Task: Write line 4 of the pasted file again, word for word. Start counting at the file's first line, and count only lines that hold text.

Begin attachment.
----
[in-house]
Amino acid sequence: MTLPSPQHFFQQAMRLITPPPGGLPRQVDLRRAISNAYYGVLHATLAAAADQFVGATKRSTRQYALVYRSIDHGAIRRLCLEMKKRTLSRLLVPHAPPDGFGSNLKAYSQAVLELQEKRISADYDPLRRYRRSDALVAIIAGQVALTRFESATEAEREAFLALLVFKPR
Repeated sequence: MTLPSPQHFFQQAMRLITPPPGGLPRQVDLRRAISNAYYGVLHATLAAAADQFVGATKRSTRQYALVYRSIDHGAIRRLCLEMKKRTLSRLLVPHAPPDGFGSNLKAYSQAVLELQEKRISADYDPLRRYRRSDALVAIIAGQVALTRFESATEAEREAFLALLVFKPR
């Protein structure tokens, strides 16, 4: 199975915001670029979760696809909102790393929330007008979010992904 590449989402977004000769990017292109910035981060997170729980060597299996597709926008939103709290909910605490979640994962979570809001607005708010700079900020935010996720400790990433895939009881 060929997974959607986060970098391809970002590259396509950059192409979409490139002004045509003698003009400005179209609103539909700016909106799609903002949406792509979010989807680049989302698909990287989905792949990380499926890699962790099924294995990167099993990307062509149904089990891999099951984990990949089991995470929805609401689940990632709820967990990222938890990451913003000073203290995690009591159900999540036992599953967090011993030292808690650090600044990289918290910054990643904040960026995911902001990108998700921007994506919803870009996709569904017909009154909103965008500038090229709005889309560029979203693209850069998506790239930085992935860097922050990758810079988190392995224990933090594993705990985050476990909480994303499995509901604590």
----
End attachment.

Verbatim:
């Protein structure tokens, strides 16, 4: 199975915001670029979760696809909102790393929330007008979010992904 590449989402977004000769990017292109910035981060997170729980060597299996597709926008939103709290909910605490979640994962979570809001607005708010700079900020935010996720400790990433895939009881 060929997974959607986060970098391809970002590259396509950059192409979409490139002004045509003698003009400005179209609103539909700016909106799609903002949406792509979010989807680049989302698909990287989905792949990380499926890699962790099924294995990167099993990307062509149904089990891999099951984990990949089991995470929805609401689940990632709820967990990222938890990451913003000073203290995690009591159900999540036992599953967090011993030292808690650090600044990289918290910054990643904040960026995911902001990108998700921007994506919803870009996709569904017909009154909103965008500038090229709005889309560029979203693209850069998506790239930085992935860097922050990758810079988190392995224990933090594993705990985050476990909480994303499995509901604590």